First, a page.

Family history research

The first step in researching your family history is to speak to your relatives, putting together names, ages, addresses and occupations to prepare a preliminary family tree.

This should help sort out dates when people were born, married or died. Some families kept records in family bibles or others may have certificates or newspaper cuttings.

To confirm your research you should obtain certified copies of register entries.

Birth certificate

A birth certificate will show:

  • The child’s name
  • Date and place of birth
  • Name and surname of father
  • Name, surname and maiden name of mother
  • Father’s occupation
  • Parent name, including the mother’s maiden surname if married

Marriage certificate

You can then try to trace the marriage certificate of the parents, which will show:

  • Where they lived at the time of their marriage
  • Their full names
  • Their ages
  • Their occupations
  • The names and occupations of both of their fathers.

Death certificate

A death certificate will show:

  • Name of the deceased
  • The place of death
  • Age at death
  • Cause of death
  • Occupation
  • Name and address of the person registering
  • Date of registration

Current records (from 1969) show the maiden surnames of married women. 

Find records

Registers are kept in the Register Office for each area, visit Gov.UK for a list of designated Register Offices in England and Wales. 

If you are unsure of an exact date Newport Register Office will search one year either side of a given date free of charge.

Certificates

If the event took place within Newport district you can apply for certificates by post, in person or email registrar@newport.gov.uk.  

Please include either a stamped addressed envelope (SAE) or an additional £1 in your remittance to cover postage costs.

Read about search and certificate fees.

If applying for a birth certificate you should provide:

  • Name at birth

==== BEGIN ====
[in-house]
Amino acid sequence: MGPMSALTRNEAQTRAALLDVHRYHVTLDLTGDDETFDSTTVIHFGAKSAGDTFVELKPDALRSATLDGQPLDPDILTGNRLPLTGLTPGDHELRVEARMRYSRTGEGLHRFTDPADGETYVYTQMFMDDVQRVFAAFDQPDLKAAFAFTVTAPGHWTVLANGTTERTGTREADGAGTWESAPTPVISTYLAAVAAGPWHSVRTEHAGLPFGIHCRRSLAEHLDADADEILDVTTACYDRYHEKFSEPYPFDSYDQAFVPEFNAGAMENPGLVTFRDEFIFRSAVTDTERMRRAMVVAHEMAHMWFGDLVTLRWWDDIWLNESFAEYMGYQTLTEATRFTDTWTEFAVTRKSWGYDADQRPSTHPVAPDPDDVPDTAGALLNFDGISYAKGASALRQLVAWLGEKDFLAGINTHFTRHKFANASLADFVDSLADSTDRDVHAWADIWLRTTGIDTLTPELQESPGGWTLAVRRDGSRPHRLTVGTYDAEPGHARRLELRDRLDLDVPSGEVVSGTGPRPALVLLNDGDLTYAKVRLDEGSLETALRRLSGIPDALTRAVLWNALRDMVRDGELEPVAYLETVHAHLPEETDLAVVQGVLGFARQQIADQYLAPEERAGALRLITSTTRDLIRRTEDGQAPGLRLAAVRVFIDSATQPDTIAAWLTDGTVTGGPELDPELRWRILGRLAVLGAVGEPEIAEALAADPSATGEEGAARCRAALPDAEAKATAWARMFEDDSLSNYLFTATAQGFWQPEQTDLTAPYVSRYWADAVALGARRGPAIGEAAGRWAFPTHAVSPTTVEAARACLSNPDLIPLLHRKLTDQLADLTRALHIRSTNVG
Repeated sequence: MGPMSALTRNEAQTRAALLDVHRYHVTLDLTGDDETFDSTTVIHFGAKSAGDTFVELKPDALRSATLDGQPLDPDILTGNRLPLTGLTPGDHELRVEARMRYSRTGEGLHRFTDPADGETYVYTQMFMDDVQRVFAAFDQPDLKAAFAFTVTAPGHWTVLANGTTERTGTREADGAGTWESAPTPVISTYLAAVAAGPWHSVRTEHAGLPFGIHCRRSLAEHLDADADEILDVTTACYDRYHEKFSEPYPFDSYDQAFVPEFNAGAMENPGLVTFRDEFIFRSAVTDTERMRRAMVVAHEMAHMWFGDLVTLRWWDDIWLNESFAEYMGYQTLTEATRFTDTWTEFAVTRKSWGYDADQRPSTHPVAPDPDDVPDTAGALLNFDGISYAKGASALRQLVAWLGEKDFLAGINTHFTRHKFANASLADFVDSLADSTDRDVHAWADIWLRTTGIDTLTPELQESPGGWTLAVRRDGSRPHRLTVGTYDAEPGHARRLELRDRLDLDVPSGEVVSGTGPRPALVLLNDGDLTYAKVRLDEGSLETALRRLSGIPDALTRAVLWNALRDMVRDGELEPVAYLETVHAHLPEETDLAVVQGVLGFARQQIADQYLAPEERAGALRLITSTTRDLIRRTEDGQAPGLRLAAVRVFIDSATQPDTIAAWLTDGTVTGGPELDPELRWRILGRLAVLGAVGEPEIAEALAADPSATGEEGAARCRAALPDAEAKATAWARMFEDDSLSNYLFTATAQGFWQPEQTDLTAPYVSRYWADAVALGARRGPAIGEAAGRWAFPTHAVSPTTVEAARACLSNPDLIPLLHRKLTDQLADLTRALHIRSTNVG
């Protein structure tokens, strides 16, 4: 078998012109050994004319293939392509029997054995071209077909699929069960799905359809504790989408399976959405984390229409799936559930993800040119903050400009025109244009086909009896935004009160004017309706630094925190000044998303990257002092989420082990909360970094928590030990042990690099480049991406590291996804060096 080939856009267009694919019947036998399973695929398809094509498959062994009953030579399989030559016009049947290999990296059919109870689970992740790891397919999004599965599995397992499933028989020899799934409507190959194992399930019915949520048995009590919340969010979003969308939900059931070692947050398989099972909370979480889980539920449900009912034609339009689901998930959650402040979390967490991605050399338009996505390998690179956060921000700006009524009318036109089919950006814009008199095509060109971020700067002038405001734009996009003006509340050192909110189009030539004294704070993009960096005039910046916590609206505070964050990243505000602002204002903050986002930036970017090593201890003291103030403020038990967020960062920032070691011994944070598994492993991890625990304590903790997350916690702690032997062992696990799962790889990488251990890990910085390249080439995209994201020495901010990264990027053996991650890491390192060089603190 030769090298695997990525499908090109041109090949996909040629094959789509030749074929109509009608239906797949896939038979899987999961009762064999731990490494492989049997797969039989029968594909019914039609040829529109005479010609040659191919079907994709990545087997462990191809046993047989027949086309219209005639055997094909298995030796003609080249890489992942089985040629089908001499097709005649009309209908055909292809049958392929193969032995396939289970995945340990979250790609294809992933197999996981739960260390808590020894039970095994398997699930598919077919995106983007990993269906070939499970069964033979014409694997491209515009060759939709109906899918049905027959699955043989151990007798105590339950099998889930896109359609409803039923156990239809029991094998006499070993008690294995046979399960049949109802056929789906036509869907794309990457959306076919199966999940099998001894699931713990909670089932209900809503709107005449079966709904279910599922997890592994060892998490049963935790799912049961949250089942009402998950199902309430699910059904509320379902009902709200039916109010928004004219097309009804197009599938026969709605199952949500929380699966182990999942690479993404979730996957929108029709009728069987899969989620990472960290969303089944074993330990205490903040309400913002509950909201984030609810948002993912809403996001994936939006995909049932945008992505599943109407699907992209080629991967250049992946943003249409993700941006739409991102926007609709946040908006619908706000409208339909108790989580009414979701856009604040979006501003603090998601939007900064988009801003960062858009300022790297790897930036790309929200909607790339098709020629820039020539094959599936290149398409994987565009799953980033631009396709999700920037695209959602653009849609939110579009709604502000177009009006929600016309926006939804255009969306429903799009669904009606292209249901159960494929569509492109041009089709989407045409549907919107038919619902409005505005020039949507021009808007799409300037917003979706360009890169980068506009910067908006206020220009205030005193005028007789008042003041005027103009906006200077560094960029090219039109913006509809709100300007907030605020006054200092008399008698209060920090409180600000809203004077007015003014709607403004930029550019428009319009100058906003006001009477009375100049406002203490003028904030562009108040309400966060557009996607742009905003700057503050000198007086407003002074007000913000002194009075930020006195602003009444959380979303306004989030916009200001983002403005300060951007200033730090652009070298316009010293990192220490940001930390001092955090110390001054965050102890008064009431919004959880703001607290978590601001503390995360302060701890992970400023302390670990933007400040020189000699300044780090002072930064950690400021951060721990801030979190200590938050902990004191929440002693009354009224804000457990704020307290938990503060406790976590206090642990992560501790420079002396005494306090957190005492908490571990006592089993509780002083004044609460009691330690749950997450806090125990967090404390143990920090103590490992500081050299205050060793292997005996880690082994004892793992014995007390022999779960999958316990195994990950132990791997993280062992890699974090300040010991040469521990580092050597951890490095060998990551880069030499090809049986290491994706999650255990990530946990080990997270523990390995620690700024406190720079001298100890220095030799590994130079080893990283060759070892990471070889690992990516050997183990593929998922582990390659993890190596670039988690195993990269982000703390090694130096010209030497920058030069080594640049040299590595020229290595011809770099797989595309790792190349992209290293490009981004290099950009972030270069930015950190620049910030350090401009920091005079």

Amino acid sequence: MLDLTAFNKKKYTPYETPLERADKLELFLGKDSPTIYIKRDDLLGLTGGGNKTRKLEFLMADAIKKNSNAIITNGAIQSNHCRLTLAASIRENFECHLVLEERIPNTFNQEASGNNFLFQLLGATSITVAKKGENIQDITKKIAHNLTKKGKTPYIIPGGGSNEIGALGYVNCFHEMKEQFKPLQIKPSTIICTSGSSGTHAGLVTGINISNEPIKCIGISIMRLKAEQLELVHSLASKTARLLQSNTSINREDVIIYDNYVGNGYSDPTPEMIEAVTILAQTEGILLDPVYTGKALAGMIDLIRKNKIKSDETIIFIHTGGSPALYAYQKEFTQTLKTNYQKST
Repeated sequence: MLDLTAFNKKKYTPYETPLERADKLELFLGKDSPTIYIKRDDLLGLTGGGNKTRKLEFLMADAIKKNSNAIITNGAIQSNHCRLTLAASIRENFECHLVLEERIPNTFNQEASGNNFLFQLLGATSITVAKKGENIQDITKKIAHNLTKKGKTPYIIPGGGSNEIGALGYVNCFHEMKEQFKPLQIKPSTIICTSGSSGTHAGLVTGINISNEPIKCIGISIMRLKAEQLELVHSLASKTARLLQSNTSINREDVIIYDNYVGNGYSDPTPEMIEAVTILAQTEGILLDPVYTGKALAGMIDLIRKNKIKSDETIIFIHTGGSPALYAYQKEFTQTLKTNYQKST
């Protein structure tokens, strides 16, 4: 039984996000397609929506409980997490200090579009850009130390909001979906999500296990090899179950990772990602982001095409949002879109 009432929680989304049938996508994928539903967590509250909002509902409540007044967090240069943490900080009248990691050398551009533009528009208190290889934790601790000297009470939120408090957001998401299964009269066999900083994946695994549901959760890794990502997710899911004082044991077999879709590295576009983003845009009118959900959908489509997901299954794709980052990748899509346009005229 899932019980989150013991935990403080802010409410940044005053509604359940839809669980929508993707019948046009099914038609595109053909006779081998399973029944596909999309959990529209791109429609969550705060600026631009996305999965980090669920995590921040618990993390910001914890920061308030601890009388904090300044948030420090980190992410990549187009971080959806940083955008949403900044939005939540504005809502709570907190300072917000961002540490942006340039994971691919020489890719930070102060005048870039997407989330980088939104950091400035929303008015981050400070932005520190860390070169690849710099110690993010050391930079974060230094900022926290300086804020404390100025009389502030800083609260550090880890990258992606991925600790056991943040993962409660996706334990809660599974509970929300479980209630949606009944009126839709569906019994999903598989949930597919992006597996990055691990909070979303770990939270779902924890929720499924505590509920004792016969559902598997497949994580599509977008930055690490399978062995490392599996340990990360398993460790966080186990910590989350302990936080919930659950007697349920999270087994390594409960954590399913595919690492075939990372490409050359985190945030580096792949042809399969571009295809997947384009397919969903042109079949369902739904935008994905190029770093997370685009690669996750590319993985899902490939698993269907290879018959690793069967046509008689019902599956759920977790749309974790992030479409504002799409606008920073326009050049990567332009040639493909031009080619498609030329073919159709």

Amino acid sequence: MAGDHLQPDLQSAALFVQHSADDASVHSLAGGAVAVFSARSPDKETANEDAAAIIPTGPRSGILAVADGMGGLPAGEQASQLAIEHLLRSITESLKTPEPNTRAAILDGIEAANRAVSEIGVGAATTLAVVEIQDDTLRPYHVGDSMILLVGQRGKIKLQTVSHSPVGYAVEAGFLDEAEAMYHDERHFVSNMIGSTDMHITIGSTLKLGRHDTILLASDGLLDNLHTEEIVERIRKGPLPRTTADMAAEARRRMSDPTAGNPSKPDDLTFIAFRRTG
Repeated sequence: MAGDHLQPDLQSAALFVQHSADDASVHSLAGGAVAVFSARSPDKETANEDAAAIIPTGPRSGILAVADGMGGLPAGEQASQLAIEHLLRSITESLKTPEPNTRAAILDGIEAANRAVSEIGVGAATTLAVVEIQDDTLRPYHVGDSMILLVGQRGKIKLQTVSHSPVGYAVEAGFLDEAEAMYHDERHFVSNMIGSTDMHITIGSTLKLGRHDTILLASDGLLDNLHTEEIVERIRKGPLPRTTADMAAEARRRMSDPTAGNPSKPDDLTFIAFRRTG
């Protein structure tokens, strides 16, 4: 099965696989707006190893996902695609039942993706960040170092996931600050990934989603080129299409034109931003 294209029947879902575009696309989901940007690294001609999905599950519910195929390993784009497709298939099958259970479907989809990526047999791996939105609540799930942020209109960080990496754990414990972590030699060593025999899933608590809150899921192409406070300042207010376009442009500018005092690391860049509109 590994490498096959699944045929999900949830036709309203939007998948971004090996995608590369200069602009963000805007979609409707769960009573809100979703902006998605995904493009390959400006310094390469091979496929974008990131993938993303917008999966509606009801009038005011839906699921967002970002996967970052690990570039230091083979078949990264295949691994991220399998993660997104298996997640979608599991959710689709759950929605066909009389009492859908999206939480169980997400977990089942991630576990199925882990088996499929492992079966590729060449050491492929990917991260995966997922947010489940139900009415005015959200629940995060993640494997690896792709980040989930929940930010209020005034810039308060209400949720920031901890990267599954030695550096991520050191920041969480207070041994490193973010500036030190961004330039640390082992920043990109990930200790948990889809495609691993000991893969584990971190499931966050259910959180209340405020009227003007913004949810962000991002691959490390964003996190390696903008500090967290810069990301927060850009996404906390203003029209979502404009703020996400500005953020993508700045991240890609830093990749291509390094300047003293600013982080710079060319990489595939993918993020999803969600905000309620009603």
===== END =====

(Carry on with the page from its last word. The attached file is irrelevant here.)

• Date of birth
  • Parents' name in full including mother’s maiden name
  • Where the birth took place

If applying for a death certificate you should provide: 

  • Name of deceased
  • Date of death
  • Place of death
  • And any other relevant information for us to trace the entry

If applying for a marriage certificate you should provide:

  • Name of groom
  • Name of bride
  • Date of marriage
  • Place of marriage – i.e. church or registered building
  • Fathers’ names if possible to confirm correct entry

If you don't know where the event took place try the General Register Office (GRO) which holds birth, adoption, marriage, civil partnership and death records, some dating back to 1837. 

Other information

Contact Central library to ask about family history research resources. 

Gwent Family History Society is useful if you are searching in the Gwent and Monmouthshire area.

Census reports

Census reports give details of people living at a household at the time of the census.

The latest published census reports are for 1911 and are available on the 1911 Census website.

For events that have taken place in Scotland or Northern Ireland contact the Scotland General Register Office or the Northern Ireland General Register Office.  

Find My Past: birth, marriage and death indexes from 1837

Free BMD: a volunteer project, indexes start from 1837

Ancestry UK: an archive of records from England, Ireland, Scotland and Wales, including the GRO Indexes

The Lincoln Archives   

The GENUKI website: genealogical information for the UK and Ireland

The Family History UK website: links to other sites plus information

The Family Search website: site of the Church of Jesus Christ of Latter Day Saints, also known as the Mormons, contains genealogical information

The Genealogy Guide website: useful advice on family history and ancestry in the UK

Events before 1837

The main sources of information before civil registration in 1837 are parish registers and records of other faiths, try these links:

The Family Records website 

The Society of Genealogists